I’ve been pondering for a while now on what will be the most successful method to transfer our findings from our discovery sprints to my fellow product owners… I work on a pretty big project and we have a team of several POs who each work with their own scrum team. Since one scrum team cannot handle the work required for the functionality me and my team have been researching, we need to be ready to hand most of it off to other teams. We already handed over a couple of smaller pieces of functionality to be developed, with satisfactory results, however the remainder of the items is significantly more complex and therefore I expect it will be much harder to successfully transfer all the knowledge over to our colleagues.
One thing I found challenging is how to educate the team on the priority of the various epics and stories at a glance. We do prepare and provide them with the key user stories we believe are going to drive success, however it can be overwhelming to go through a big excel sheet of data, trying to figure out which items are the most important, which are related to or dependent on one another and what would be the most logical and effective sequence to work on them – not to mention the fact that often these epics and stories need to be slotted in next to other items on the team’s backlog slated for the same release…
I hadn’t yet come up with the ideal solution, so I went snooping around the web and came across this article on the ScrumAlliance website by Andrea Gigante about using story mapping to manage the product roadmap and release backlog. Being a very visual person myself, this approach immediately struck a cord with me, as it represents the product backlog not as a long list of items, but a clear visual grid, already prioritized by both feature and story.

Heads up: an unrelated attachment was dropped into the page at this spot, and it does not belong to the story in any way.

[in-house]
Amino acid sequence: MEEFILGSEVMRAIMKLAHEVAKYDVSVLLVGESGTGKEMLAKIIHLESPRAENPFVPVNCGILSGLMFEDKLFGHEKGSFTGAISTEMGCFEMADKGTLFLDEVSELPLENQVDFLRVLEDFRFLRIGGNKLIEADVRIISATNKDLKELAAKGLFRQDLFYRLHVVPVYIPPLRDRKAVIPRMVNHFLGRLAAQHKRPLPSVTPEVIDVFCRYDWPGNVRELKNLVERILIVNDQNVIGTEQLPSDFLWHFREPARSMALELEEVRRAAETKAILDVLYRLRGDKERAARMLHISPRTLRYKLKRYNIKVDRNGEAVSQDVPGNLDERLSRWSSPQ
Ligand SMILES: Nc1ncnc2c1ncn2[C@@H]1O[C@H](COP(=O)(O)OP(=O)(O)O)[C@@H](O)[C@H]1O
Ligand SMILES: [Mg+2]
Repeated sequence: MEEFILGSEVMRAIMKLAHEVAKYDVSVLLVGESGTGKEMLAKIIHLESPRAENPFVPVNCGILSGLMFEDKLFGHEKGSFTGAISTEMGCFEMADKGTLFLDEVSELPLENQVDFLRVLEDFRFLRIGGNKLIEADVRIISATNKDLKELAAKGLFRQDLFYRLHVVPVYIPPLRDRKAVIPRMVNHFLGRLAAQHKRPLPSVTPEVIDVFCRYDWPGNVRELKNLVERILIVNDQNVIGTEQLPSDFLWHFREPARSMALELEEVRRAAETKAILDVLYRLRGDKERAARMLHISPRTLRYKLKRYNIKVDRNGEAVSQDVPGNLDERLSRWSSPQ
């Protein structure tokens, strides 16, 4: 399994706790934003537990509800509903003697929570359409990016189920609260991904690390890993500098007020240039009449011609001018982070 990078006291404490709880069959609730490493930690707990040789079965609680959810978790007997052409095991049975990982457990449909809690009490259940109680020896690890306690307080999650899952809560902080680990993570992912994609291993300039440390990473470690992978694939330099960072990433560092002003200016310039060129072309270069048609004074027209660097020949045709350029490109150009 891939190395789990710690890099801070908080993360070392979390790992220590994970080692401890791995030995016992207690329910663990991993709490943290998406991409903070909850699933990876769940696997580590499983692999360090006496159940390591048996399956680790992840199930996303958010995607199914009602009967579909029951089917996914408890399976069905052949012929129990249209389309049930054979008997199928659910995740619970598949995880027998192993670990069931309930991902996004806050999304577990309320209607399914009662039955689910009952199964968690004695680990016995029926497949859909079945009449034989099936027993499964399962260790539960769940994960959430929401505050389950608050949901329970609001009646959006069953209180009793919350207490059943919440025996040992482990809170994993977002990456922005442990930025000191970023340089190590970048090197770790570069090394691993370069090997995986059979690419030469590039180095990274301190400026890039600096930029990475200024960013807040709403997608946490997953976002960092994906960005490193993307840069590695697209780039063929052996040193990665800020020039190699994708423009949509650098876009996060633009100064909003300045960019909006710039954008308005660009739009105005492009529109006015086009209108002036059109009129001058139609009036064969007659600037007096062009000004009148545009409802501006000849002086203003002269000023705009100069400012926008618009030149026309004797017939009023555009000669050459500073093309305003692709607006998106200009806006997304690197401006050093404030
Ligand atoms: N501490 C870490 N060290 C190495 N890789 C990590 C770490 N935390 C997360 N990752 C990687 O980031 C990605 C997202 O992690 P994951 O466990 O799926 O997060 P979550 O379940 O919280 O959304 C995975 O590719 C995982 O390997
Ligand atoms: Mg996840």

I was hoping to find a model that provides a quick yet comprehensive understanding of the functionality we are targeting, which stories are related to which epic and their respective priorities, but without going into too much detail, so as not to interfere with the teams’ individual estimation and sprint planning processes. This application of story mapping may provide me with just that: my team can provide the basic structure of the story map by feature and related stories, whereas each scrum team can then go their separate ways and slice and dice the pieces as it fits in their sprint schedule, based on their estimations and velocity expectations.
I think this easy to grasp concept will be a great basis for handing over my team’s discovery work to our other scrum teams and POs, which we need to be ready for in a few weeks, so thank you Adrea for sharing!
I will report back when the transfer is complete.